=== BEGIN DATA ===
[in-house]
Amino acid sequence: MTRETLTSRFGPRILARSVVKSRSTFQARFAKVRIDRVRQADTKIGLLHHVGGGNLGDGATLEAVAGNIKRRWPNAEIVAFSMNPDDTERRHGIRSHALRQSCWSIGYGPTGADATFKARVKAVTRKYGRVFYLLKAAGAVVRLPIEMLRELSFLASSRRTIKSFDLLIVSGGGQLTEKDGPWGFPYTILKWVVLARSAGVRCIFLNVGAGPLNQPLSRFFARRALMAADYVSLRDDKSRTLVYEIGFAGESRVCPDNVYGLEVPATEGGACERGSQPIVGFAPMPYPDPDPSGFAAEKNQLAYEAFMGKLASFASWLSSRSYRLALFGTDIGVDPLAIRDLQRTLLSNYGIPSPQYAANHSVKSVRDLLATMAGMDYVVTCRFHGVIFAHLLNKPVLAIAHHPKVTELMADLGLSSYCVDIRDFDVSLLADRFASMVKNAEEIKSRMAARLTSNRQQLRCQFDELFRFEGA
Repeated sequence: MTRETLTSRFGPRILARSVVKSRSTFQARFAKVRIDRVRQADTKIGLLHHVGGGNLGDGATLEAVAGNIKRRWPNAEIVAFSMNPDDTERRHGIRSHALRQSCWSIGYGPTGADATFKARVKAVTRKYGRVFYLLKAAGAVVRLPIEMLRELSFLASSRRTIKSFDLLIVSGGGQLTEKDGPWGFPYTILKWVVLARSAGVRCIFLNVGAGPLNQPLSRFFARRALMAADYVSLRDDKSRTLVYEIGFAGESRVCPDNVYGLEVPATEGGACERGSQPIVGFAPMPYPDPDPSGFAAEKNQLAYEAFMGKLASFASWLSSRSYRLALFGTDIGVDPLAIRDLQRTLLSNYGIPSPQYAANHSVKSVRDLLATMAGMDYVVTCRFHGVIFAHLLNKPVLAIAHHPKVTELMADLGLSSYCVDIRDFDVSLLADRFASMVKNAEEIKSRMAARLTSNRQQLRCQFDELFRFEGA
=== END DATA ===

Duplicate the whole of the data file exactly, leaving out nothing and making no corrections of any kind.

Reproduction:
[in-house]
Amino acid sequence: MTRETLTSRFGPRILARSVVKSRSTFQARFAKVRIDRVRQADTKIGLLHHVGGGNLGDGATLEAVAGNIKRRWPNAEIVAFSMNPDDTERRHGIRSHALRQSCWSIGYGPTGADATFKARVKAVTRKYGRVFYLLKAAGAVVRLPIEMLRELSFLASSRRTIKSFDLLIVSGGGQLTEKDGPWGFPYTILKWVVLARSAGVRCIFLNVGAGPLNQPLSRFFARRALMAADYVSLRDDKSRTLVYEIGFAGESRVCPDNVYGLEVPATEGGACERGSQPIVGFAPMPYPDPDPSGFAAEKNQLAYEAFMGKLASFASWLSSRSYRLALFGTDIGVDPLAIRDLQRTLLSNYGIPSPQYAANHSVKSVRDLLATMAGMDYVVTCRFHGVIFAHLLNKPVLAIAHHPKVTELMADLGLSSYCVDIRDFDVSLLADRFASMVKNAEEIKSRMAARLTSNRQQLRCQFDELFRFEGA
Repeated sequence: MTRETLTSRFGPRILARSVVKSRSTFQARFAKVRIDRVRQADTKIGLLHHVGGGNLGDGATLEAVAGNIKRRWPNAEIVAFSMNPDDTERRHGIRSHALRQSCWSIGYGPTGADATFKARVKAVTRKYGRVFYLLKAAGAVVRLPIEMLRELSFLASSRRTIKSFDLLIVSGGGQLTEKDGPWGFPYTILKWVVLARSAGVRCIFLNVGAGPLNQPLSRFFARRALMAADYVSLRDDKSRTLVYEIGFAGESRVCPDNVYGLEVPATEGGACERGSQPIVGFAPMPYPDPDPSGFAAEKNQLAYEAFMGKLASFASWLSSRSYRLALFGTDIGVDPLAIRDLQRTLLSNYGIPSPQYAANHSVKSVRDLLATMAGMDYVVTCRFHGVIFAHLLNKPVLAIAHHPKVTELMADLGLSSYCVDIRDFDVSLLADRFASMVKNAEEIKSRMAARLTSNRQQLRCQFDELFRFEGA